The paper also highlighted the excitement of “fans” who, it said, screamed “William We Love you” when the prince arrived at the venue -- and noted that many had been attracted by a message on the British embassy’s social media account entitled, "How to bump into Prince William," which outlined his schedule in China. Some of the crowd, the paper reported, had travelled hundreds of miles from Henan province to see him. The paper also interviewed a local man who it described as a “devotee” of the royal family: he told the paper proudly that he had been in the U.K. when the prince’s son, George, was born in 2013, and had waited outside the hospital for news of his birth.
There were also positive reports of the prince’s commitment to charitable causes, which the Shanghai Morning Post said he had inherited from his mother. It highlighted his planned trip, on Wednesday, to the southwestern province of Yunnan to visit an elephant sanctuary, as part of his campaign against the ivory trade. Shanghai TV news also took a sympathetic approach to the prince’s visit, depicting him in cartoon form with a gold crown on his head, and describing his visit as a continuation of the one by his “grandma” in 1986.
Yet, Chinese media also emphasized that much has changed in the relationship between Britain and China over the past three decades, with many reports highlighting Britain’s desire, and need, for Chinese investment. Accompanying the prince to Yunnan will be Yuan Yafei, head of the Sanpower Group, which last year bought House of Fraser, one of Britain’s oldest department store chains.
“Prince William really wants to know what kind of Chinese person bought such a famous British department store,” Yuan told the Shanghai Morning Post, adding that he was considering further investment in the U.K. this year.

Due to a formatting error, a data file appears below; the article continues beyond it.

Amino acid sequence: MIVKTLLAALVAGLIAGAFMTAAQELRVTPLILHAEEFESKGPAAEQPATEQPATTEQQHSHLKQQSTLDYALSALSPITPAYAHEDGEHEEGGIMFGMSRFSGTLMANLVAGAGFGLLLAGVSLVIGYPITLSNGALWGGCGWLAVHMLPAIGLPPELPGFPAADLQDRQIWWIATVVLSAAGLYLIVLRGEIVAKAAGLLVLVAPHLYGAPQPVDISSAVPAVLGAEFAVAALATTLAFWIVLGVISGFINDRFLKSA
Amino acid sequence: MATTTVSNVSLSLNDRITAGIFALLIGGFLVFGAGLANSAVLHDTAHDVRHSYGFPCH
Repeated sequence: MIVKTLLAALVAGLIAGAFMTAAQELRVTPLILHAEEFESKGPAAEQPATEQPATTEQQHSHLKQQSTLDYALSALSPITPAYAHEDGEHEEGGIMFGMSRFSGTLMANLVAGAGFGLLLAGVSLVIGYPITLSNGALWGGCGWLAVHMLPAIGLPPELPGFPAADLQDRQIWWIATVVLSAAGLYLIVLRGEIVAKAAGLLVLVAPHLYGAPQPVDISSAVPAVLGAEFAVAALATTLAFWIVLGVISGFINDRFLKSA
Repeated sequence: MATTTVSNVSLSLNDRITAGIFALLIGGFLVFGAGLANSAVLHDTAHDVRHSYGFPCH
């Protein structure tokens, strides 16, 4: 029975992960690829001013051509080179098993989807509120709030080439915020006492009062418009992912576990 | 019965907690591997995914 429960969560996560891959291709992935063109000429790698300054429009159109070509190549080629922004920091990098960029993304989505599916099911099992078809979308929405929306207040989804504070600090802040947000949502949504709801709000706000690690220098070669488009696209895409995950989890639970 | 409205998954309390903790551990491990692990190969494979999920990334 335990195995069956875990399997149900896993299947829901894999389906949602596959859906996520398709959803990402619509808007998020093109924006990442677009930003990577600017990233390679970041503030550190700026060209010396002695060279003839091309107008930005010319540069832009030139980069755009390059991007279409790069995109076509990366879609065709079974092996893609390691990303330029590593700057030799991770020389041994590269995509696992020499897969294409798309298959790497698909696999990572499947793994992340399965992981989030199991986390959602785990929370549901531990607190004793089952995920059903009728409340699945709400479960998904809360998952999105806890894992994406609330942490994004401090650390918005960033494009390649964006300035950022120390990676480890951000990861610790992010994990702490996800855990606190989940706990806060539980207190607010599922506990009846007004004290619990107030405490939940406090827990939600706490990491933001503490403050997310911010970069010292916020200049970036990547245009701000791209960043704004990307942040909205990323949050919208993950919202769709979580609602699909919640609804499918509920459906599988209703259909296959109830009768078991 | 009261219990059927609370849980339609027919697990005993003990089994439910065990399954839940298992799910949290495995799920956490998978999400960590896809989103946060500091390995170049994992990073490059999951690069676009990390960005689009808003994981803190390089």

And while the prince’s visit has seen the signing of other agreements, including new direct flights by China’s Hainan Airlines to the British city of Birmingham, and a plan to promote exchanges by film students, some British observers say the country’s diplomacy is still too focused on high-profile visits and promoting the interests of big business.
“Concentrating on these symbolic events is a very old fashioned approach,” Kerry Brown, head of the China Studies Centre at Sydney University and a former British diplomat in Beijing, told International Business Times in a telephone interview. Brown’s new book, "What’s wrong with diplomacy," calls for British embassies and consulates to become more transparent, to share their expertise more widely, and to bring in non-career diplomats to help them engage more with a wider cross-section of society in countries like China.
“Britain and China have had very good people to people relations,” Brown said, “but this is in spite of, not because of the diplomats and politicians. Diplomacy should be promoting more serious intellectual cooperation, in fields like medical research and engineering. It’s still too exclusive -- just as any royal visit is, by definition -- at a time when China is no longer a minority interest in Britain.”